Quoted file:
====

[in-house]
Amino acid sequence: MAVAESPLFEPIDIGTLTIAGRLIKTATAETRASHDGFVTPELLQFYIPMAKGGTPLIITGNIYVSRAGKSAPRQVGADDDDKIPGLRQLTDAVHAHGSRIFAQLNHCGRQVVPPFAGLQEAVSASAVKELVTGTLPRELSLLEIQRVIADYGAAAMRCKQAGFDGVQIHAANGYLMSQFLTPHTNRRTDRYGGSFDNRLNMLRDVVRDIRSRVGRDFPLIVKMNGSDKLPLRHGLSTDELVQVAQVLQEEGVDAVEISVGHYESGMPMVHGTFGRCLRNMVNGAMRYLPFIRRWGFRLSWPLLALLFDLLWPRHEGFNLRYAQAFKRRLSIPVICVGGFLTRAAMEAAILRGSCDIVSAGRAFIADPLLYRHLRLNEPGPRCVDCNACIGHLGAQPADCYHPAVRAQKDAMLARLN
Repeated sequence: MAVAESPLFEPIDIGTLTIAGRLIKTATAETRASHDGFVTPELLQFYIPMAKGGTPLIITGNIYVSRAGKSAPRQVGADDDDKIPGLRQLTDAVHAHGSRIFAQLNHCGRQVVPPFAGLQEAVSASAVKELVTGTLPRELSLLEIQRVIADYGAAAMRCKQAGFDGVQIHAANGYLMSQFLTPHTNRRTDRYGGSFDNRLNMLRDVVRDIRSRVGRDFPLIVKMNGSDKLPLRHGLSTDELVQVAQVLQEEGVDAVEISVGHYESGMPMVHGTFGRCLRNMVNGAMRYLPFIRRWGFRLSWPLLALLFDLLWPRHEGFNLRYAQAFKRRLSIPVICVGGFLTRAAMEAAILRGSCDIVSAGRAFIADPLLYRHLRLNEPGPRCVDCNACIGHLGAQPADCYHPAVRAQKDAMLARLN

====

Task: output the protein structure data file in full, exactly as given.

[in-house]
Amino acid sequence: MAVAESPLFEPIDIGTLTIAGRLIKTATAETRASHDGFVTPELLQFYIPMAKGGTPLIITGNIYVSRAGKSAPRQVGADDDDKIPGLRQLTDAVHAHGSRIFAQLNHCGRQVVPPFAGLQEAVSASAVKELVTGTLPRELSLLEIQRVIADYGAAAMRCKQAGFDGVQIHAANGYLMSQFLTPHTNRRTDRYGGSFDNRLNMLRDVVRDIRSRVGRDFPLIVKMNGSDKLPLRHGLSTDELVQVAQVLQEEGVDAVEISVGHYESGMPMVHGTFGRCLRNMVNGAMRYLPFIRRWGFRLSWPLLALLFDLLWPRHEGFNLRYAQAFKRRLSIPVICVGGFLTRAAMEAAILRGSCDIVSAGRAFIADPLLYRHLRLNEPGPRCVDCNACIGHLGAQPADCYHPAVRAQKDAMLARLN
Repeated sequence: MAVAESPLFEPIDIGTLTIAGRLIKTATAETRASHDGFVTPELLQFYIPMAKGGTPLIITGNIYVSRAGKSAPRQVGADDDDKIPGLRQLTDAVHAHGSRIFAQLNHCGRQVVPPFAGLQEAVSASAVKELVTGTLPRELSLLEIQRVIADYGAAAMRCKQAGFDGVQIHAANGYLMSQFLTPHTNRRTDRYGGSFDNRLNMLRDVVRDIRSRVGRDFPLIVKMNGSDKLPLRHGLSTDELVQVAQVLQEEGVDAVEISVGHYESGMPMVHGTFGRCLRNMVNGAMRYLPFIRRWGFRLSWPLLALLFDLLWPRHEGFNLRYAQAFKRRLSIPVICVGGFLTRAAMEAAILRGSCDIVSAGRAFIADPLLYRHLRLNEPGPRCVDCNACIGHLGAQPADCYHPAVRAQKDAMLARLN